Also, I've had issues with event duplication.
    • RE: Microsoft's Windows 8: What we learned this week

      You can be sure that the Google Calendar will be the most efficient at spying on you. Yahoo's profitability (or lack thereof) clearly demonstrates the fact that they have not got the hang of profiling their users to sell more advertising. And Microsoft makes $billions selling Windows and Office, so do not depend on spying to make a living. Using Gmail and GCalendar guarantees your privacy is broken.
  • ZDnet comment system blows

    x I'm tc
  • RE: Microsoft's Windows 8: What we learned this week

    I sync to outlook from gmail for tasks, calendar, mail, contacts with the gSyncit plugin which works great. Gmail is a great backend for all that stuff if you can get it to sync.
  • "Windows 8 will...preclude users from having to...close apps"

    Ugh. If multitasking is anything like the debacle on Windows Phone, please count me out.

    Love Metro. Love where Windows 8's interface is headed. [i]Hate[/i] the idea of an app-store only operating system (good-bye, PC!) and hate the sound of a desktop OS acting anything like my phone.
    x I'm tc
    • RE: Microsoft's Windows 8: What we learned this week

      @jdakula -- the multitasking and app-store-only modes of Windows 8 represent Microsoft finally putting reliability and stability first. Just wait a bit, and you'll see how well this first version of the new paradigm covers its old functionality bases with "Desktop Mode," while emphasizing the new Metro mode to ensure that it gets the attention from software companies that such a historical improvement deserves.
      • RE: Microsoft's Windows 8: What we learned this week


        Metro mode stinks on ice at the moment and personally, I never had any problems with reliability and stability from regular Windows apps ever.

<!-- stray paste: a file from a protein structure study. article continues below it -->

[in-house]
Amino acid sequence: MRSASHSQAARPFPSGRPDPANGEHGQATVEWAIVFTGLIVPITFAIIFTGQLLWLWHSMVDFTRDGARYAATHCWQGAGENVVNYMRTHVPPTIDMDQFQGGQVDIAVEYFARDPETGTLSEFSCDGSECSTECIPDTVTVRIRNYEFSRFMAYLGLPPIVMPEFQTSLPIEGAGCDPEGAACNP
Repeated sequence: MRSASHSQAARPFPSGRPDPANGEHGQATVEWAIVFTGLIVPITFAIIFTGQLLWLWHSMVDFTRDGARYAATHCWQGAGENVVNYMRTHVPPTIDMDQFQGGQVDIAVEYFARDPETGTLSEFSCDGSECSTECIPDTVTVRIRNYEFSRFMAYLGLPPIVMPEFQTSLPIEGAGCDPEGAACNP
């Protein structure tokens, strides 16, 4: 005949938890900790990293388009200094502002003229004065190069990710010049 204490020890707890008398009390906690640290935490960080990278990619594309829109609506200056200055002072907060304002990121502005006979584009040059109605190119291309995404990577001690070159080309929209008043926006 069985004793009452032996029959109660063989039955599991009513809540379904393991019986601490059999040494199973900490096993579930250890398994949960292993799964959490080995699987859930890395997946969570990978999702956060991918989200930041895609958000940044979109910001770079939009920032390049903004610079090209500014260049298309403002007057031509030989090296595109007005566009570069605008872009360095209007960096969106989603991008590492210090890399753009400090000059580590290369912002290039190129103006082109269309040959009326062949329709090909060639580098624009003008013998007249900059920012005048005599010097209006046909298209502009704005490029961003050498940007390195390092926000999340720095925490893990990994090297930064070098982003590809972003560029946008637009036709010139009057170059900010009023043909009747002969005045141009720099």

Very few crashes and almost never one (only 2 unexpected in 10 years) that bluescreened the entire system.

        In fact, I've had more problems with my graphics chip getting too hot and locking up my main computer than with Windows itself.
    • If it's anything like the way Apple is doing it with Lion

      (and if past history is any guide, it probably is), then it will be like suffering death from a thousand papercuts.
    • RE: Microsoft's Windows 8: What we learned this week

      @jdakula <br>How is it different from iPhone or iPad? All it does on them is shut the app your using down and gives you a choice of opening another.
  • RE: Microsoft's Windows 8: What we learned this week

    .Net 3.5 is supported in the Dev Preview. It's just not installed by default and based on their current strategy it will not be in the future. If you do not need it it is over head. If you need it install it. On my dev preview I have 3.5 Framework, Office 2010, Chrome, Firefox, Skype, and a few other apps. All work fine.
    • .Net 3.5

      Interesting. So I wonder why they said no .Net 3.5 in Dev Preview... MJ
      Mary Jo Foley